Joan was a close friend and colleague of mine for many years. My wife and I will miss our regular summertime visits with Joan in Cornwall, as we passed by from Toronto on our way to PEI. We are so thankful that we have all of her books in our home as well as one of her original paintings.

  • suzanne renaud
    Posted at 10:31h, 02 December Reply

    I will miss Joan’s posts on Ignation … her essays were always beautifully written and inspiring for me. Thank you for sharing your thoughts, Fr. Shano and Joan’s lovely reflection on friendship.

  • peg wilson
    Posted at 10:36h, 02 December Reply

    Thank you very much for the lovely tribute you paid Joan. Loosing her leaves a terrible hole in my life. Who will pray for me now. She was a dear friend, an ardent prayer and a lover of our lady and her church. She will be greatly missed by all whose lives she touched and there were so many. I am very grateful that I was one of them.

  • Peter Bisson
    Posted at 18:53h, 02 December Reply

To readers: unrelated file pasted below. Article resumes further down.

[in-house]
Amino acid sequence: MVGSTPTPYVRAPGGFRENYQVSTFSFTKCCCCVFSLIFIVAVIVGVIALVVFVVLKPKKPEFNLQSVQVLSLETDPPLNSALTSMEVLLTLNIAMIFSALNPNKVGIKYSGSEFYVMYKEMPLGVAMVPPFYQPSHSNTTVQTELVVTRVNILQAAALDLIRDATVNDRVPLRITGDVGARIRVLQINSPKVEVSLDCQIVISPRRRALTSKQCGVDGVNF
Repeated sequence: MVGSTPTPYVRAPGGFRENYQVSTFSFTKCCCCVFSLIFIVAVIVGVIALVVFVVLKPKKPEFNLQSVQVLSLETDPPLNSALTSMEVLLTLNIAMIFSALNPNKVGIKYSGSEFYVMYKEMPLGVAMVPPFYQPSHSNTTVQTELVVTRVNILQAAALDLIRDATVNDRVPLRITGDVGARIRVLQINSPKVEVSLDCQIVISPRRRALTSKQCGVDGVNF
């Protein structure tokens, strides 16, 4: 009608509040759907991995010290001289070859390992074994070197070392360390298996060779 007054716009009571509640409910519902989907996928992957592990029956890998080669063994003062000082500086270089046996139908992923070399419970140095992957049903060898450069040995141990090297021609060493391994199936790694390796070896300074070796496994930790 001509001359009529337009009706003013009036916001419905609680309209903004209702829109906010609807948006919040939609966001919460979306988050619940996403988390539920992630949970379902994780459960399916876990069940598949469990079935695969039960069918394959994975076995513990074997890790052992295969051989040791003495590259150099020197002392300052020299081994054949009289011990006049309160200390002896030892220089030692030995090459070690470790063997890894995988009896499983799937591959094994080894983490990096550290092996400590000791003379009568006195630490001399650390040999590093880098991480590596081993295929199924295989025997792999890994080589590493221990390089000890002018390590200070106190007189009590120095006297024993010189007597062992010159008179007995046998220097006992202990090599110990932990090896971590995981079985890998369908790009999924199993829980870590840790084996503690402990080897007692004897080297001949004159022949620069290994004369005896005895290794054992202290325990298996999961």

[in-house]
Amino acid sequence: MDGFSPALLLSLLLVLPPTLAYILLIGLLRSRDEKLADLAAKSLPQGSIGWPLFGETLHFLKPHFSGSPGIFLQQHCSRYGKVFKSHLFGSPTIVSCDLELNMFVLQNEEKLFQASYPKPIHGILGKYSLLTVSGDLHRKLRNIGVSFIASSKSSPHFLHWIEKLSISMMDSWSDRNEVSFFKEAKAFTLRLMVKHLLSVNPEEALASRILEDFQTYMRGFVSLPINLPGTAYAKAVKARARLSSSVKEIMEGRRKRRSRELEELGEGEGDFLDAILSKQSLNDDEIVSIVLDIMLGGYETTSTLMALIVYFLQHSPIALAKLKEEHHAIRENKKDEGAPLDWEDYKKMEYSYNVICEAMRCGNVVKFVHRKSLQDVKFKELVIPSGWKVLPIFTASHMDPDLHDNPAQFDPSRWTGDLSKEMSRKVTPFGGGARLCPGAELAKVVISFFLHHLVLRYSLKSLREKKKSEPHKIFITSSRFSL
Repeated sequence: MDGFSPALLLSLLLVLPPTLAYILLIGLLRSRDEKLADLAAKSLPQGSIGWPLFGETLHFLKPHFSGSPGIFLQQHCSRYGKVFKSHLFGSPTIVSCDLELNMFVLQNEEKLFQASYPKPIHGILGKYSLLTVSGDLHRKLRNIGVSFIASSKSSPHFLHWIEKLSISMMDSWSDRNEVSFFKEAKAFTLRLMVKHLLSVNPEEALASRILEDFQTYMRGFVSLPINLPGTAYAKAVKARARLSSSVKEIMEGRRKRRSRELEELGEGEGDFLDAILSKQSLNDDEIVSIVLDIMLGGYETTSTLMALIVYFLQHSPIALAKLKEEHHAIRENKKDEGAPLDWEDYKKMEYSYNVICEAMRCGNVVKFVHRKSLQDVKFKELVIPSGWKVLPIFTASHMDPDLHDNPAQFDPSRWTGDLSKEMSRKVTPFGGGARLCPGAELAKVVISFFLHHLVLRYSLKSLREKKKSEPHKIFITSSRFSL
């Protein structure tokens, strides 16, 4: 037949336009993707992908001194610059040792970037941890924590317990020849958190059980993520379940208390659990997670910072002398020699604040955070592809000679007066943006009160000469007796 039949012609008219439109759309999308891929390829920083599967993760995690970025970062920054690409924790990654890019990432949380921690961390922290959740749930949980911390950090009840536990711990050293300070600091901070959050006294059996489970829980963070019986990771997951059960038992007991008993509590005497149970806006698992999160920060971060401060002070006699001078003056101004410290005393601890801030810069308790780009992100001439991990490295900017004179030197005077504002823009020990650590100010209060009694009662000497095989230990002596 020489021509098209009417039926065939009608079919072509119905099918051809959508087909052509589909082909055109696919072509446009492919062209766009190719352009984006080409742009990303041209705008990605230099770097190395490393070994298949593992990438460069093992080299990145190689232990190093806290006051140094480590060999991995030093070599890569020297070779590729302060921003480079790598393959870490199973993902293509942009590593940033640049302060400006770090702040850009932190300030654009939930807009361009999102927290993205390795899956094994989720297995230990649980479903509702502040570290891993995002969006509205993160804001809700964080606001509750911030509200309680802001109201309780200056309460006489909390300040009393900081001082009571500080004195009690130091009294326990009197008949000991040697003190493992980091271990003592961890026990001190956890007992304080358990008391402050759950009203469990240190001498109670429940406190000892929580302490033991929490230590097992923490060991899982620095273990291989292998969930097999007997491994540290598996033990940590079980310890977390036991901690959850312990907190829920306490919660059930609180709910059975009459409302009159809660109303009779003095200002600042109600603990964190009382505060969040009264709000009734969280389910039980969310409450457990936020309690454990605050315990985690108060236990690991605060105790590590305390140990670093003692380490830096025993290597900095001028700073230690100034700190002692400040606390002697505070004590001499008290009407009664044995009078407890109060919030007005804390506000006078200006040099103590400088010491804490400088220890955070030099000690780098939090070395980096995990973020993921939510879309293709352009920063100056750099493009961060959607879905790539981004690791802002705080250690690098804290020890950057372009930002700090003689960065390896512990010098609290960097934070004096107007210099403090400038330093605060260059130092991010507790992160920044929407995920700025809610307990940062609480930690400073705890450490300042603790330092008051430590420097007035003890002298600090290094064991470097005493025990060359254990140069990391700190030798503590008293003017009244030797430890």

Thank you so much Philip! I will miss Joan and I am grateful for her life and your testimony. May she see her beloved Jesus face-to-face, and remember us there.

  • Carol Kyte
    Posted at 20:07h, 02 December Reply

    Thank you for this special remembrance of my big sister Joan. Father Shano, it was so kind of you to take the time and your words and observations were so perfect. Father Pungente, you know it meant a great deal to Joan to be a contributor to igNation. She truly loved her life, and cherished all of the people and experiences that made it so full and rewarding. Missing her already!

  • Philip Shano
    Posted at 15:36h, 07 December Reply

    Thanks so much for your words. Dennis, sorry to hear about your mom and her death. When I first heard of the seriousness of Joan’s hospitalization, I searched through my contacts to find your address. No luck. I was also thinking of Maureen, who was Fr Power secretary.